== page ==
… “When you’re casting you have to time your cast so that the fly on the end of your line settles gently onto the water … “
This is from The New Color Photography by Sally Eauclaire (1981):
Although the history of color photography goes back more than a hundred years and modern film has been on the market since 1936, color photography did not come of age as an art form until the late 1960s.
This time lag is startling, considering that the world exists in full color and photography has been valued since its invention for its mimetic powers. Yet the colors unique to color photography produced what once seemed insurmountable problems. Color film’s exaggeration of subject hue and the concurrent difficulty of formally organizing the visible world’s raucous color combinations gave the medium an aura of vulgarity.
Colors of the same value, such as red and green, which convert to compatibly similar gray tones in a black-and-white photograph pulsate violently when represented adjacently in a color print. According to optical principles, hues advance and retreat from the picture plane with often disconcerting results. … When color photographs are taken in bright illumination, dark shadows often obtrude like silhouettes. The result: disjunctive compositions with prominent spatial discrepancies.
… Working out in the world, where directorial control over illumination, object color, and relative physical position is obviously difficult if not impossible to attain, color photographers mainly fumbled and floundered until around 1970 when they modified their traditional naturalistic priorities.
… their photographs [those of the new, post-70s photographers] revealed the purely visual, two-dimensional viability of the three-dimensional world. By careful framing of a selected section of the world, they learned to anticipate and enlist color film’s hue exaggerations and the spatial codifications imposed by all lenses.
Since many of the distinctively photographic tendencies conscripted for this end seemed suspiciously similar to the unintentional, unwanted by-products of careless snap-shooting (such as overexposure or accidental cropping) some critics perceived this approach as a wholesale indulgence in chance. To the contrary, the most capable photographers applying such deliberate methods employ fastidious tactics intelligently designed to stress, extend, and extract qualities unique to their medium. Though often inspired by an amateur’s accidents, their works are as similar to snapshots as Abstract Expressionist paintings are to oil spills.
… They test every edge, tone, color, and texture for its expressive potential and structural function. Each photograph represents a delicately adjusted equilibrium in which a section of the world is coopted for its visual possibilities, yet delineated with the utmost specificity.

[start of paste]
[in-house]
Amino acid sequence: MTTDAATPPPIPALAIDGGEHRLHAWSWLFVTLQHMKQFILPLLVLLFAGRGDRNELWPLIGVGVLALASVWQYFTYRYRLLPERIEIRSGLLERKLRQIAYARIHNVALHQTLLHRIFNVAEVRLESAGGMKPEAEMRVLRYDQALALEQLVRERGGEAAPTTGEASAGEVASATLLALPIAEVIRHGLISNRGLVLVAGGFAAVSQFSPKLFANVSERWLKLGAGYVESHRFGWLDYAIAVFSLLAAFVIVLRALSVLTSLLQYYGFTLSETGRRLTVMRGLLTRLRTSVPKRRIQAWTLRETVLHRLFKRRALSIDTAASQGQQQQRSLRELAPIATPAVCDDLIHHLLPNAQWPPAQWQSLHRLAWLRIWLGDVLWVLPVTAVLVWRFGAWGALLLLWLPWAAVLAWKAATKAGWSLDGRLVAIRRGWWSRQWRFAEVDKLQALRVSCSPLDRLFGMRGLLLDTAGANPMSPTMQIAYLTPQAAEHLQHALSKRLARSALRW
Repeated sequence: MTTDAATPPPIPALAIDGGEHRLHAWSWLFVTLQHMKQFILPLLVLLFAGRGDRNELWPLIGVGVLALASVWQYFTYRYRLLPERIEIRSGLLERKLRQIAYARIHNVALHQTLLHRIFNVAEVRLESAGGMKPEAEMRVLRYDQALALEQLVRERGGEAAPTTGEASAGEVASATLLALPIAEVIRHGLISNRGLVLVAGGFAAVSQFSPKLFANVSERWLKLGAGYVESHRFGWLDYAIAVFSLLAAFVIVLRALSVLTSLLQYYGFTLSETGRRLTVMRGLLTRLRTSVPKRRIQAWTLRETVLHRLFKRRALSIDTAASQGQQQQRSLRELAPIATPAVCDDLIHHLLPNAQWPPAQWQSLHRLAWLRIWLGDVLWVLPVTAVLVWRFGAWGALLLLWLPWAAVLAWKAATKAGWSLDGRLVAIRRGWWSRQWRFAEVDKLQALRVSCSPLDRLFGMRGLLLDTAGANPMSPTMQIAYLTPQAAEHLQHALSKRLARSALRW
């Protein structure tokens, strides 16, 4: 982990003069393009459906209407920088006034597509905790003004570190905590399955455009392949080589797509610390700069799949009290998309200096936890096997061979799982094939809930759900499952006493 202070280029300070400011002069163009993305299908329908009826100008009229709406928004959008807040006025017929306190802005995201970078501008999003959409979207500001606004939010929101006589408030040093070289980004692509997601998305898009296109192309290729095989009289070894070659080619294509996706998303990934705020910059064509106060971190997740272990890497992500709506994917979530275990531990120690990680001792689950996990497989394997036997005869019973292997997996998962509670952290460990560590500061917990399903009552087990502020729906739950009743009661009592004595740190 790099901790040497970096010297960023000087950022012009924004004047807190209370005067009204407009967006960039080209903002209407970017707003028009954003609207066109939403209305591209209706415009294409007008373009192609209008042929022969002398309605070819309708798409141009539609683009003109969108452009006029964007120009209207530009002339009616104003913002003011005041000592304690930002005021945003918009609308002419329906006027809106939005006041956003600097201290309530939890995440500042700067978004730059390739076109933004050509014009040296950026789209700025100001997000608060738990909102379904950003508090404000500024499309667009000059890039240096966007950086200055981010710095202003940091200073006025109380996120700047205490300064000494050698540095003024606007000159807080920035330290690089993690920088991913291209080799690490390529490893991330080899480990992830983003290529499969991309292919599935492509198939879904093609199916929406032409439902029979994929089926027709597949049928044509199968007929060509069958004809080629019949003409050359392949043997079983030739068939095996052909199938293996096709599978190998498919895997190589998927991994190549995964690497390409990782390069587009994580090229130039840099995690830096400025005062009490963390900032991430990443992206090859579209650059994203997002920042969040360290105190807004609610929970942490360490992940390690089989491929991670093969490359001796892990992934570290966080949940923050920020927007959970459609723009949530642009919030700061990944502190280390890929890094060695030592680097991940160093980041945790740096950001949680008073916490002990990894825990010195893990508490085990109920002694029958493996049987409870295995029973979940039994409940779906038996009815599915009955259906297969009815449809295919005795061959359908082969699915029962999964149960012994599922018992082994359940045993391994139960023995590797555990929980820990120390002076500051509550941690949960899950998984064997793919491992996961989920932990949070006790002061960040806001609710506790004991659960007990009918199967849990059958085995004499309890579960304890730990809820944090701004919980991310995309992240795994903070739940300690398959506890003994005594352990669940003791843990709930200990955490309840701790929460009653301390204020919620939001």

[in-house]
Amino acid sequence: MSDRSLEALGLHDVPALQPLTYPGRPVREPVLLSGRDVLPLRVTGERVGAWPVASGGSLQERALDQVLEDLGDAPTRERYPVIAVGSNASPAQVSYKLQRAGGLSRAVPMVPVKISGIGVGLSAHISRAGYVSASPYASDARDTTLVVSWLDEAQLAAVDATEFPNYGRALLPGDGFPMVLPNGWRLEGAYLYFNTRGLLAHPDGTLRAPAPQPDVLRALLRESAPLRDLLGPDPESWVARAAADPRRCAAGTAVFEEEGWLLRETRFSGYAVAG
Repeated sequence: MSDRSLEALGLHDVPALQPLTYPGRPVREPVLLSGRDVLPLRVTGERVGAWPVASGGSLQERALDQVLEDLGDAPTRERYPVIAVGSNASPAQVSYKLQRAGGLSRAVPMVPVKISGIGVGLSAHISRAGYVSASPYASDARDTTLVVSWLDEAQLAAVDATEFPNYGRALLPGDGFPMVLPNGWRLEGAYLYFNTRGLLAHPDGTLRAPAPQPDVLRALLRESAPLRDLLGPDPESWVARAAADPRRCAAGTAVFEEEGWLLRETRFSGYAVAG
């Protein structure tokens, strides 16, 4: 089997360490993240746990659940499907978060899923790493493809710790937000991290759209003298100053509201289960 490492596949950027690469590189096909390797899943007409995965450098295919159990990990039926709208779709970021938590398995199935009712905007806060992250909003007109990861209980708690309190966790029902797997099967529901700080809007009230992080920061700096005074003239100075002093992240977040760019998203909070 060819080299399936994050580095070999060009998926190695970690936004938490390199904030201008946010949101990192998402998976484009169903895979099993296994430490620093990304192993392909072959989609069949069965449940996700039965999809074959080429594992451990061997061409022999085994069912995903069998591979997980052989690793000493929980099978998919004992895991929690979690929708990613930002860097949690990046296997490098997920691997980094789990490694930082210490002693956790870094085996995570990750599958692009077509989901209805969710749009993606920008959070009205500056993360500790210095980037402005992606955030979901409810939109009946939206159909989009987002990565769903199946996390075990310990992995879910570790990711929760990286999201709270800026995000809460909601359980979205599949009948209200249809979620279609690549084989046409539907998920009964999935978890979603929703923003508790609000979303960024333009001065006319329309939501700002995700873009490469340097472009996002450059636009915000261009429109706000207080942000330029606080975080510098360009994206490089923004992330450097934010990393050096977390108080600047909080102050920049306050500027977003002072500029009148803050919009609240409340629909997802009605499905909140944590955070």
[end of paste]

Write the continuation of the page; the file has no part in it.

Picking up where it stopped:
… Conspicuous design is not instantaneously apparent, and so some viewers search in vain for an obvious message. Since the subject matter has not been bullied into exaggerated angles or supersaturated colors, many viewers find the works lacking in impact. Because the new formalists eschew the grand jeté in favor of a strategy that carefully coordinates all components, many viewers are bored. Those receptive to the subtle, sequenced impact of a multilayered image are far outnumbered by the audience who believes a good photograph must be instantly accessible. When the subject seems missing altogether, the photographer may be accused of pulling the wool over the eyes of critics, curators, and the public.
[ … ]
… [Stephen] Shore likens the visual tension of his best photographs to the “constant pressure” maintained by trout fishermen:
When you’re casting you have to time your cast so that the fly on the end of your line settles gently onto the water, thus giving the trout the impression that it’s biting at the real fly. It’s a tricky procedure to master, and the key to it, the way experts explain it, is constant pressure. It’s a feeling of the line on the rod tip that is always there.
[line break added] Without constant pressure the timing falters, and so does the fly line, leaving the caster with a disconnected, where-did-it-go feeling. Of course, it’s very possible to take pictures without constantly paying attention to every decision that needs to be made, but my experience was that when my attention wandered and I started making decisions automatically, there was something missing in the pictures and I was left with that where-did-it-go feeling.
Stephen Shore, El Paso Street, El Paso, Texas, 1975
These meditative highly personalized studies of stony and highly transparent surfaces depend all the more on color the scarcer it is. It’s as if the pupil has to dilate in order to penetrate spaces grown irrational because they have been reduced into long, deep shards of tonal nothingness. (Her shutter has been gauged only for the light.) The human desolation of these locales serves all the more to concentrate one’s own gaze, drawn, as if in communion, to the inanimate solids of the street. Umbers hold the glance, provide intimacy, and eventual credence. Still, her triptych sequences compound enigma, for even though shaded areas abut each other across the frames, suggesting a common place, differing perspectives wrench it apart.
Jan Groover, Untitled, 1976 [this is not the one that is in the book, but it’s similar]
To be continued.